Russia, the US, the EU and Ukraine have adopted a joint document on the de-escalation of the Ukraine crisis, Russian Foreign Minister Sergey Lavrov said, after talks in Geneva. It calls for all illegal armed groups to lay down arms and a wide amnesty.
The document calls for an “immediate start of a nationwide national dialogue within the framework of the constitutional process, which must be inclusive and accountable,” Lavrov said.
The most important agreement reached during the talks, according to Lavrov, states that the Ukrainian crisis “must be resolved by the Ukrainians themselves concerning an end to the conflict” including those related to “detaining protesters, occupying buildings” and, in the long run “the start of true constitutional reform.”
“Among the steps that have to be taken are: the disarmament of all the illegal armed groups, and the return of all the occupied administrative buildings,” Lavrov told journalists at the Thursday briefing.
“An amnesty for all the protesters must take place, except of those who committed grave crimes,” the Foreign Minister added.
The issue of illegal armed groups and seized buildings concerns all the regions of Ukraine, Lavrov stressed.
“It is impossible to solve the problem of illegally seized buildings in one region of Ukraine when the illegally seized buildings are not freed in another,” he said.
“Those who took power in Kiev as a result of a coup – if they consider themselves as representing the interests of all the Ukrainians – must show the initiative, extend a friendly hand to the regions, listen to their concerns, and sit down with them at the negotiation table,” Lavrov said.
Lavrov said the document does not give any guidelines on the future political system of Ukraine.
“We did not use any terms… There are federations where the rights of the regions are limited, and there are unitary states in name only where the regions have broad authority,” he explained.
The goal of the meeting was to send a signal to the Ukrainians that they are responsible for stability in the country and must ensure that “each region can protect its history and language,” Lavrov stressed.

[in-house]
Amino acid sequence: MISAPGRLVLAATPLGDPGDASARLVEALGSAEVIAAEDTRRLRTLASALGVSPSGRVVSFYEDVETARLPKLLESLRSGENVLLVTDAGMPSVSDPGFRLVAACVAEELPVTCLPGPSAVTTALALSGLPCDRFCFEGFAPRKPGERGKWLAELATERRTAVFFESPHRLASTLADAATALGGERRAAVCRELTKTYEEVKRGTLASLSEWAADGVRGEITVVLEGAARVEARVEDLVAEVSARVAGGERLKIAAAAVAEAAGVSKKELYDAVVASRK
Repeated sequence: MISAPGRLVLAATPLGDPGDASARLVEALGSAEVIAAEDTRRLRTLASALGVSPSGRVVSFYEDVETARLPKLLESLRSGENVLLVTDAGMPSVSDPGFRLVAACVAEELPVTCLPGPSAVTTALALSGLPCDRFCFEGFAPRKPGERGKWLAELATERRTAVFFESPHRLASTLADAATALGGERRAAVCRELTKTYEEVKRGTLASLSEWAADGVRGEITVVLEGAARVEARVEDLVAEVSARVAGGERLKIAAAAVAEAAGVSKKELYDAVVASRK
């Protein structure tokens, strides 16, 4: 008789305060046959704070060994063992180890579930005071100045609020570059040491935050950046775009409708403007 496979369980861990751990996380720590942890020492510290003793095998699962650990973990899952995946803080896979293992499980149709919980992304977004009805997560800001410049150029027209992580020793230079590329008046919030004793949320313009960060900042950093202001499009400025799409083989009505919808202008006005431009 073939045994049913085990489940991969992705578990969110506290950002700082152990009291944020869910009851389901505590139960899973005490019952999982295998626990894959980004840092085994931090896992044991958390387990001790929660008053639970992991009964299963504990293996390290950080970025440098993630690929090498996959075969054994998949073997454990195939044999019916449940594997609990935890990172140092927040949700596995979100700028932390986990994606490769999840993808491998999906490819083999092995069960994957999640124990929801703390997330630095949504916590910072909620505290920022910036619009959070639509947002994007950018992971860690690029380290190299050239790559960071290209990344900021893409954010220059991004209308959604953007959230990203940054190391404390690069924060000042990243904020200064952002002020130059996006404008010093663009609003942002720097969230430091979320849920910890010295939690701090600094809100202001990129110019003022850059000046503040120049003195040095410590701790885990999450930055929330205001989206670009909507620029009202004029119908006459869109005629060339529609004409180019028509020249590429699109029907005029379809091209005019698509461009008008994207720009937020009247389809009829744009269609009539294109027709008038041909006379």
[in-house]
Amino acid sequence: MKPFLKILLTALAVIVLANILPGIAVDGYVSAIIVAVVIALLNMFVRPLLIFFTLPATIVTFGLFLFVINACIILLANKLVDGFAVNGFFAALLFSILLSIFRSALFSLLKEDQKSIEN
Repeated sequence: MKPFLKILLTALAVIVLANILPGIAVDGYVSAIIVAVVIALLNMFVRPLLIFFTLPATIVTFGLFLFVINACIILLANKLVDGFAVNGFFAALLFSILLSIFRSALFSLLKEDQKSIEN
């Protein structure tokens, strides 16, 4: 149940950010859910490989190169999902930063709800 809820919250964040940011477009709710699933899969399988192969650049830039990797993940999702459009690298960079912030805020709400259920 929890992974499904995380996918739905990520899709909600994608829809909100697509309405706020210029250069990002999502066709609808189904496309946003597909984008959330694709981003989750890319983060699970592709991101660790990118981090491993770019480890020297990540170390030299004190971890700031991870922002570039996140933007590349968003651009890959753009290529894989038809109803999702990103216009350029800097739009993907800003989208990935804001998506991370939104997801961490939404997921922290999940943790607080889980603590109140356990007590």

“Only then will Ukraine be a strong state, a proverbial bridge between the East and the West,” Lavrov said.
The Russian side on Thursday provided US and EU representatives with documents passed on from south-eastern Ukrainians, which contain “a thorough vision of how their interests should be reflected in the new [Ukrainian] constitution.”
The OSCE’s (Organization for Security and Co-operation in Europe) monitoring mission must play “the leading role” in assisting the Ukrainian authorities to resolve the crisis, Lavrov stressed, adding that Russia “will support” the mission’s work.
The Geneva meeting has given Russia “hopes” that “the US and the EU are genuinely interested in a trilateral cooperation with Russia aimed at convincing the Ukrainian to sit down at the negotiation table,” Lavrov said.
According to the Russian top diplomat, the Americans now have a “decisive influence” on the Kiev authorities, which should be used for resolving the crisis.
Russia “does not want to send any troops to Ukraine,” Lavrov stressed, answering journalists’ questions. Moscow’s chief concern is that the rights of all the Ukrainian regions, including those with Russian-speaking majorities, must be taken into account in the constitutional reform.
“We have absolutely no wish to send our troops to Ukraine, to the territory of a friendly state, to the land of a brotherly nation. This is against the fundamental interests of the Russian Federation,” Lavrov said.
Calling the recent NATO statements on Ukraine’s neutrality “unacceptable,” Lavrov stressed that pushing for changes in the country’s non-aligned status will “undermine the efforts to resolve the crisis” in Ukraine.
“The fact that Ukraine has chosen non-aligned status and enshrined it in its law must be respected by all and there should not be any attempts to doubt it or to erode its meaning,” the Russian Foreign Minister stressed.
Ahead of the quadrilateral talks, Lavrov met US Secretary of State John Kerry, while EU foreign affairs chief Catherine Ashton saw Ukraine’s acting Foreign Minister Andrey Deshchytsa. Both meetings were held behind closed doors.